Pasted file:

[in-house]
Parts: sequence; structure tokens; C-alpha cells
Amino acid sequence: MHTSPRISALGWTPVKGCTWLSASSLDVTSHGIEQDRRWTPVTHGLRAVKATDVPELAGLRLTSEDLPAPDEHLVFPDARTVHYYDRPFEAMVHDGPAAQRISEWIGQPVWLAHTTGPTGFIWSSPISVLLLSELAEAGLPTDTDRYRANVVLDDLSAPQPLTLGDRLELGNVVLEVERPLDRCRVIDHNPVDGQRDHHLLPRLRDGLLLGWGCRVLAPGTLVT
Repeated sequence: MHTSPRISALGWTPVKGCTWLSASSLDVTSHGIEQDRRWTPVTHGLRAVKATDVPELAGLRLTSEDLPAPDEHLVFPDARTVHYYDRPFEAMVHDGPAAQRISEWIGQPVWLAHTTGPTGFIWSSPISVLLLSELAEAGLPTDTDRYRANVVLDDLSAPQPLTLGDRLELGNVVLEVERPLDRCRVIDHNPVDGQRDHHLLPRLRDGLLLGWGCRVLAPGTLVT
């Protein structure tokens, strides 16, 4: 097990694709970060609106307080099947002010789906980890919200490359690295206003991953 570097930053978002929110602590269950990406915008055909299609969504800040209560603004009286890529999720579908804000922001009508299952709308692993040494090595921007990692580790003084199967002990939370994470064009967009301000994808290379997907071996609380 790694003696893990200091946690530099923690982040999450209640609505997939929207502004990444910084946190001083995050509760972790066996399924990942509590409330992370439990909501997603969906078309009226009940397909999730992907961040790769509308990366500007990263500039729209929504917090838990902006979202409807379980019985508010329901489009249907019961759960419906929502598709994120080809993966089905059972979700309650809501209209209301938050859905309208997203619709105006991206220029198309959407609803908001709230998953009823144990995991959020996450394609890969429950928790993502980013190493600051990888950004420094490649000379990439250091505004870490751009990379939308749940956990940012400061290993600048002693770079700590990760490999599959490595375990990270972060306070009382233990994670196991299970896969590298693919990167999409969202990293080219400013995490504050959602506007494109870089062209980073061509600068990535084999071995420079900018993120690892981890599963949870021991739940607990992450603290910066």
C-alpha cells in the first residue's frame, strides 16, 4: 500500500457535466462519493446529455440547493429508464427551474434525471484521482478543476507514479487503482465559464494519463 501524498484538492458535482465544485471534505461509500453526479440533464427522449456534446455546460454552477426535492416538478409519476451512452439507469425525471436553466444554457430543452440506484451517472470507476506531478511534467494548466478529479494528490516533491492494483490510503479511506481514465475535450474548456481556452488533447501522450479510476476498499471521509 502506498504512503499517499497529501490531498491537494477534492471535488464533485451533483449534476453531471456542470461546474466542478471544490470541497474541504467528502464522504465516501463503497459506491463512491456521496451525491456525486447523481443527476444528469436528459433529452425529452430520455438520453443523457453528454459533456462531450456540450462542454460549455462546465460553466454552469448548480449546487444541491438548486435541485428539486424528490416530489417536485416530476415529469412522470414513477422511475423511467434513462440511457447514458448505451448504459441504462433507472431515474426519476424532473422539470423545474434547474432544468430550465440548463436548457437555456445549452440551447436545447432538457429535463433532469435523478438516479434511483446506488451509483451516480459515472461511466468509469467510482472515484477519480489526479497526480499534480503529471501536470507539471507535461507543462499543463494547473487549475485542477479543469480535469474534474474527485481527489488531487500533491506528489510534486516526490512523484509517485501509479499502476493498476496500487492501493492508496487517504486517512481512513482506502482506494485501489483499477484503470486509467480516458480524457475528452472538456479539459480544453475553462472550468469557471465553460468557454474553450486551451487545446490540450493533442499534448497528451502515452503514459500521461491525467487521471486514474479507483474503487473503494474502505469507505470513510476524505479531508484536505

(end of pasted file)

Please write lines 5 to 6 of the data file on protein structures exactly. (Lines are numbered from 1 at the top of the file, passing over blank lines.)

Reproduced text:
């Protein structure tokens, strides 16, 4: 097990694709970060609106307080099947002010789906980890919200490359690295206003991953 570097930053978002929110602590269950990406915008055909299609969504800040209560603004009286890529999720579908804000922001009508299952709308692993040494090595921007990692580790003084199967002990939370994470064009967009301000994808290379997907071996609380 790694003696893990200091946690530099923690982040999450209640609505997939929207502004990444910084946190001083995050509760972790066996399924990942509590409330992370439990909501997603969906078309009226009940397909999730992907961040790769509308990366500007990263500039729209929504917090838990902006979202409807379980019985508010329901489009249907019961759960419906929502598709994120080809993966089905059972979700309650809501209209209301938050859905309208997203619709105006991206220029198309959407609803908001709230998953009823144990995991959020996450394609890969429950928790993502980013190493600051990888950004420094490649000379990439250091505004870490751009990379939308749940956990940012400061290993600048002693770079700590990760490999599959490595375990990270972060306070009382233990994670196991299970896969590298693919990167999409969202990293080219400013995490504050959602506007494109870089062209980073061509600068990535084999071995420079900018993120690892981890599963949870021991739940607990992450603290910066």
C-alpha cells in the first residue's frame, strides 16, 4: 500500500457535466462519493446529455440547493429508464427551474434525471484521482478543476507514479487503482465559464494519463 501524498484538492458535482465544485471534505461509500453526479440533464427522449456534446455546460454552477426535492416538478409519476451512452439507469425525471436553466444554457430543452440506484451517472470507476506531478511534467494548466478529479494528490516533491492494483490510503479511506481514465475535450474548456481556452488533447501522450479510476476498499471521509 502506498504512503499517499497529501490531498491537494477534492471535488464533485451533483449534476453531471456542470461546474466542478471544490470541497474541504467528502464522504465516501463503497459506491463512491456521496451525491456525486447523481443527476444528469436528459433529452425529452430520455438520453443523457453528454459533456462531450456540450462542454460549455462546465460553466454552469448548480449546487444541491438548486435541485428539486424528490416530489417536485416530476415529469412522470414513477422511475423511467434513462440511457447514458448505451448504459441504462433507472431515474426519476424532473422539470423545474434547474432544468430550465440548463436548457437555456445549452440551447436545447432538457429535463433532469435523478438516479434511483446506488451509483451516480459515472461511466468509469467510482472515484477519480489526479497526480499534480503529471501536470507539471507535461507543462499543463494547473487549475485542477479543469480535469474534474474527485481527489488531487500533491506528489510534486516526490512523484509517485501509479499502476493498476496500487492501493492508496487517504486517512481512513482506502482506494485501489483499477484503470486509467480516458480524457475528452472538456479539459480544453475553462472550468469557471465553460468557454474553450486551451487545446490540450493533442499534448497528451502515452503514459500521461491525467487521471486514474479507483474503487473503494474502505469507505470513510476524505479531508484536505